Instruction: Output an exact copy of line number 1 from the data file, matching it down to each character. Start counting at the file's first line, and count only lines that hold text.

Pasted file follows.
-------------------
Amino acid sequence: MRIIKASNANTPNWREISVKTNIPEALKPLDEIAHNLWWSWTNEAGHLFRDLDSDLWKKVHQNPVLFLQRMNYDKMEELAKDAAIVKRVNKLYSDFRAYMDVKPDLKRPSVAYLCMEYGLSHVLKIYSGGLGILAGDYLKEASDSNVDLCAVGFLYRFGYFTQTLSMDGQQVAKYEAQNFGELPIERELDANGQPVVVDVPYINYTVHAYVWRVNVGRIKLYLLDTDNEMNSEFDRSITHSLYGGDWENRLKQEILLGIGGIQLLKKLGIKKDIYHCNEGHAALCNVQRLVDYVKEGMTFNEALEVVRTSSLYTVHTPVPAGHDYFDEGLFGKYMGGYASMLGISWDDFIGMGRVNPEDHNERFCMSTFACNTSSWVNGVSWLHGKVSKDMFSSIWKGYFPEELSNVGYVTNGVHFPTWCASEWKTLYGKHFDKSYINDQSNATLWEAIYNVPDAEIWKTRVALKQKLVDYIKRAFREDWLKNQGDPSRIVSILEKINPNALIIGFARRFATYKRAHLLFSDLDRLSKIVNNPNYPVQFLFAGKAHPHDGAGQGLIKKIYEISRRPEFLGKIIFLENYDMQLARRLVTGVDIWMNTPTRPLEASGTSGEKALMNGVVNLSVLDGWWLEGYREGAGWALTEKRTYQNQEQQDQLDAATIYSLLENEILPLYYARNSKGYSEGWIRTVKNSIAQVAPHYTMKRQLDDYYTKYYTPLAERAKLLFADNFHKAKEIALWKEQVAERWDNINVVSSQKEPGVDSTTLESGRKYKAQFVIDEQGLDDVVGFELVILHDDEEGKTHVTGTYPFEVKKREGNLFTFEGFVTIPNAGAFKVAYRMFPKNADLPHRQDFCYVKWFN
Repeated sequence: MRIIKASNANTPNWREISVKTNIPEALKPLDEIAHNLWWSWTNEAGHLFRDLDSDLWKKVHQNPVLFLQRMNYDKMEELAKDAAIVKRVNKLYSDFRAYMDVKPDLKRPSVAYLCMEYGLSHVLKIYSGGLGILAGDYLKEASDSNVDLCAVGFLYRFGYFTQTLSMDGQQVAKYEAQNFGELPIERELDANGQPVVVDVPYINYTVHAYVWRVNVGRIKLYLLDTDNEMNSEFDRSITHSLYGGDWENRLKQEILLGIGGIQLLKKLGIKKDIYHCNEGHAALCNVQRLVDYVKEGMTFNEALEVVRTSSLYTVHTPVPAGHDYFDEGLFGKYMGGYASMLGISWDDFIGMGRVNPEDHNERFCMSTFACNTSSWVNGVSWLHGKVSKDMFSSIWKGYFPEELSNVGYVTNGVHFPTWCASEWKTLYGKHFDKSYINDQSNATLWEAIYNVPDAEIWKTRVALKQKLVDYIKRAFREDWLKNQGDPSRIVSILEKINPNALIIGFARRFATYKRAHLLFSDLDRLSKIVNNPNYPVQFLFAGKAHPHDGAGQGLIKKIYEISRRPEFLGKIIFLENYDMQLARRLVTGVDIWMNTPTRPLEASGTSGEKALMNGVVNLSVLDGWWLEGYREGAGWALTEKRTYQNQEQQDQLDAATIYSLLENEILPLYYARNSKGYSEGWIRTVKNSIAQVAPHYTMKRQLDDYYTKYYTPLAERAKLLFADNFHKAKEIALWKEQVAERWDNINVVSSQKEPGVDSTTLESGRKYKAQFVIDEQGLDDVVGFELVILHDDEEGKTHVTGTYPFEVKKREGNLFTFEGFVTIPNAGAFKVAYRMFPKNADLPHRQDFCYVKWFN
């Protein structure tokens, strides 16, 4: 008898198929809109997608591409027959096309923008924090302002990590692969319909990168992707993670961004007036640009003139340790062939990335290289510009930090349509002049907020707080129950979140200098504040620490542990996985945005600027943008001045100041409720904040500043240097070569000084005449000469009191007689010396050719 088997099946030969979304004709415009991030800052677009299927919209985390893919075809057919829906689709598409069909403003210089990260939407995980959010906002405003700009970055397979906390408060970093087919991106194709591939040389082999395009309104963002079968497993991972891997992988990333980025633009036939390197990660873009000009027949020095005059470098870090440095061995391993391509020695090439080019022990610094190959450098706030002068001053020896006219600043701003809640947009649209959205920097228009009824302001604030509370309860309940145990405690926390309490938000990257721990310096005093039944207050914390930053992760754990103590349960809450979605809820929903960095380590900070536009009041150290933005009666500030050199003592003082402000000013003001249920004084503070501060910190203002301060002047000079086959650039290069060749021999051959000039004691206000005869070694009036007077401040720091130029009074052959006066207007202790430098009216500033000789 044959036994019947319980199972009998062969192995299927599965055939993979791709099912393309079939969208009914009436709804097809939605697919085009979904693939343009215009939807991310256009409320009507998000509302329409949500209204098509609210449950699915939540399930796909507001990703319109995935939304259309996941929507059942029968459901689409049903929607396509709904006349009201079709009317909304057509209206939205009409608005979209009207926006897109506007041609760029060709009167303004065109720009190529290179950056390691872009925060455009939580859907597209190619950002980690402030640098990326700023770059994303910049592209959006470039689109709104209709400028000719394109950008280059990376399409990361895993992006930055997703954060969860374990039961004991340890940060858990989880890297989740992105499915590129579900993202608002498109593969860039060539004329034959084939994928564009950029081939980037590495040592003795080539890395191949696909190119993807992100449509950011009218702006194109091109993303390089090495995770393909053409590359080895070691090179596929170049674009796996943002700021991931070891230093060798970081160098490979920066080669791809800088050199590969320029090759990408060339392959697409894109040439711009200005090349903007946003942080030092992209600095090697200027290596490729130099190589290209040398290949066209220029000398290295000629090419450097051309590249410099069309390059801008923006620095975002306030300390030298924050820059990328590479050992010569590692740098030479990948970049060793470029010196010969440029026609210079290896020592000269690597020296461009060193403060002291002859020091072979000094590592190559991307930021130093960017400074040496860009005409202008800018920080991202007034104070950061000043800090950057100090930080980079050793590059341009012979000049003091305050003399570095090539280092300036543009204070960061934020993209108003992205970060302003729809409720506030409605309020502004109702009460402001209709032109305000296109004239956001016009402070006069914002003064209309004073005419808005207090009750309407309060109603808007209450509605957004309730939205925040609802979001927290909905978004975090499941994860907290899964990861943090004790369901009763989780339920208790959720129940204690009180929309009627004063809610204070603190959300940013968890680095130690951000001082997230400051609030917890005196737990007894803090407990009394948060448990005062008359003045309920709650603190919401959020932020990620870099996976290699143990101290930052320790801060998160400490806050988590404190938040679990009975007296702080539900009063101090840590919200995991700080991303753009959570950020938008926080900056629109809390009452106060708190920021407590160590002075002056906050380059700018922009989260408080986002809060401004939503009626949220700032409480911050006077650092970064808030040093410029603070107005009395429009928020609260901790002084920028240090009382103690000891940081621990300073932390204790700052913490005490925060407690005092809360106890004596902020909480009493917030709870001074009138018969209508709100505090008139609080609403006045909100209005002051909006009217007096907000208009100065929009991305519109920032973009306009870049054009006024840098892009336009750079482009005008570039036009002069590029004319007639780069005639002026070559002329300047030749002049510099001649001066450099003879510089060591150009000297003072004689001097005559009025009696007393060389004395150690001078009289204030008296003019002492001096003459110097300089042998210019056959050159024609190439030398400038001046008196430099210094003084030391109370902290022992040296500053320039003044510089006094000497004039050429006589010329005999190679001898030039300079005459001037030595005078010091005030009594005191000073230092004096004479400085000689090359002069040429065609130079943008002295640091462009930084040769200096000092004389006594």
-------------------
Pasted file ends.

Amino acid sequence: MRIIKASNANTPNWREISVKTNIPEALKPLDEIAHNLWWSWTNEAGHLFRDLDSDLWKKVHQNPVLFLQRMNYDKMEELAKDAAIVKRVNKLYSDFRAYMDVKPDLKRPSVAYLCMEYGLSHVLKIYSGGLGILAGDYLKEASDSNVDLCAVGFLYRFGYFTQTLSMDGQQVAKYEAQNFGELPIERELDANGQPVVVDVPYINYTVHAYVWRVNVGRIKLYLLDTDNEMNSEFDRSITHSLYGGDWENRLKQEILLGIGGIQLLKKLGIKKDIYHCNEGHAALCNVQRLVDYVKEGMTFNEALEVVRTSSLYTVHTPVPAGHDYFDEGLFGKYMGGYASMLGISWDDFIGMGRVNPEDHNERFCMSTFACNTSSWVNGVSWLHGKVSKDMFSSIWKGYFPEELSNVGYVTNGVHFPTWCASEWKTLYGKHFDKSYINDQSNATLWEAIYNVPDAEIWKTRVALKQKLVDYIKRAFREDWLKNQGDPSRIVSILEKINPNALIIGFARRFATYKRAHLLFSDLDRLSKIVNNPNYPVQFLFAGKAHPHDGAGQGLIKKIYEISRRPEFLGKIIFLENYDMQLARRLVTGVDIWMNTPTRPLEASGTSGEKALMNGVVNLSVLDGWWLEGYREGAGWALTEKRTYQNQEQQDQLDAATIYSLLENEILPLYYARNSKGYSEGWIRTVKNSIAQVAPHYTMKRQLDDYYTKYYTPLAERAKLLFADNFHKAKEIALWKEQVAERWDNINVVSSQKEPGVDSTTLESGRKYKAQFVIDEQGLDDVVGFELVILHDDEEGKTHVTGTYPFEVKKREGNLFTFEGFVTIPNAGAFKVAYRMFPKNADLPHRQDFCYVKWFN